The precipitate A is dissolved in cold water, decolorized with animal charcoal, and filtered. The solution must then be diluted to a volume corresponding with the capacity of the polariscope-tube and placed in the polariscope. In all pure wines, the bulk of the dextrorotatory substances will be found in this solution, which may therefore give an angle of rotation of from 0.5o to 1.8°.

The alcoholic solution B is evaporated on the water-bath, till about one-fourth of the alcohol originally added remains. This is then placed in a small flask, and after cooling is mixed with from four to six times its volume of ether and vigorously shaken. If after standing the ether is found to have separated from the more or less thick watery liquid beneath, it can be removed by decanting, or by the help of a separating funnel. The watery solution is then diluted somewhat with water, warmed to expel any ether still remaining, and decolorized


with charcoal. The filtrate, which now contains the unfermentable substances in the original potato-sugar, is then examined in a 2 or 22 decimetre tube. If the wine has been chaptalized this filtrate will exhibit dextro-rotation to the extent of from 30 to 11° or more. In pure natural wines of average quality, on the contrary, the filtrate will, in most cases, appear inactive, or may rotate at most from 0.2 to 0.5° to the right. For this optical examination of wines any sensitive polariscope, such as Wild's or Laurent's, may be used. Special polariscopes of simple form (called optical wine-testers) are manufactured for this purpose at the Optical Institute of Dr. Steeg and Reuter, Homburg v. d. Höhe. These instruments are in construc

. tion essentially similar to that described in § 43, Fig. 20.

C. Determination of Milk-Sugar. § 102. Milk-sugar, C12 H22 Ou + H2O, exhibits, in freshly prepared cold solutions, the property known as bi-rotation (see $ 27). The following numbers apply to solutions reduced by heating to constant rotation.

Hesse examined four aqueous solutions in a Wild's polariscope with a 2 decimetre tube, and found :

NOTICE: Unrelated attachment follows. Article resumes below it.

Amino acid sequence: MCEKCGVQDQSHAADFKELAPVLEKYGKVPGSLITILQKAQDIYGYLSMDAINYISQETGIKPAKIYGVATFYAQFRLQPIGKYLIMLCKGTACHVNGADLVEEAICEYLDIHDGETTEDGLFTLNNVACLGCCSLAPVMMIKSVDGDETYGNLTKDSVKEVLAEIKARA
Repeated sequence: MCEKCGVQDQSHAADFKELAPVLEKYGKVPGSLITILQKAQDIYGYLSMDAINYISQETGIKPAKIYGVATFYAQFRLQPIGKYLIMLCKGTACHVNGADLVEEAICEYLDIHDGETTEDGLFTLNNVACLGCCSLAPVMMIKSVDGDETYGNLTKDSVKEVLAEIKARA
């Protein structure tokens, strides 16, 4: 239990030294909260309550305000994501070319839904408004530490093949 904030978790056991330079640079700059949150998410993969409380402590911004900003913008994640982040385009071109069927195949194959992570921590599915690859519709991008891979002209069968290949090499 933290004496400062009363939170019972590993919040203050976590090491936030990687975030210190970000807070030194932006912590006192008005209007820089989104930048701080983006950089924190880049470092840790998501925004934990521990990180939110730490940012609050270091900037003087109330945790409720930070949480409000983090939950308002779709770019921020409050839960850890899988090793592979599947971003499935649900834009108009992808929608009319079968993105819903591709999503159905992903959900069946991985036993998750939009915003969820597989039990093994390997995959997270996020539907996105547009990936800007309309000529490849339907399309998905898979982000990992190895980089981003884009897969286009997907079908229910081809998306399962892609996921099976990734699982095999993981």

ad = 2.144°





2 3 5

+ 53.60°

53.16° 52.300 52-67°

3:19° 5.29° 12.64°

C =

C = 12

= 53°

Thus the specific rotation decreases with increased concentration ; but for solutions of the above strengths [a]] may

be taken as the mean value. Moreover, since for each decrease of c by 1, a shows a constant increase of 1.05°, the concentration of such solutions may be obtained from the subjoined table, in which :

a is the angle of rotation observed in a 2 decimetre tube with

sodium light, c the corresponding amount in grammes of milk-sugar

(C12H22 Ou + H, 0) in 100 cubic centimetres of solution.



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6.63 7.58 8.54 9:49 10:44 11:39

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10° 11 12°



1 Hesse: Liebig's Ann. 176, 93.

In observations made with a Ventzke's saccharimeter, and taking for the specific rotation of milk-sugar the constant value of 53°, whereby it is made to agree with that of anhydrous glucose, the data afforded by $ 99 show that each division of the scale will represent 0:3268 gramme of milk-sugar in 100 cubic centimetres solution, assuming the rotation to have been observed in a 2 decimetre tube. With the French scale the corresponding value is 0.205 gramme.

To Determine the Milk-sugar in Wilk. For this purpose the fat and lævo-rotatory casein must first be removed. Fifty cubic centimetres of milk are placed in a porcelain basin along with 25 cubic centimetres of a moderately strong solution of ordinary acetate of lead, heated to the point of incipient boiling, and afterwards allowed to become perfectly cold. The mixture, together with the coagulum, is then poured into a 100 cubic centimetre flask, and water added to bring it up to the mark. After shaking and filtering, the rotation is observed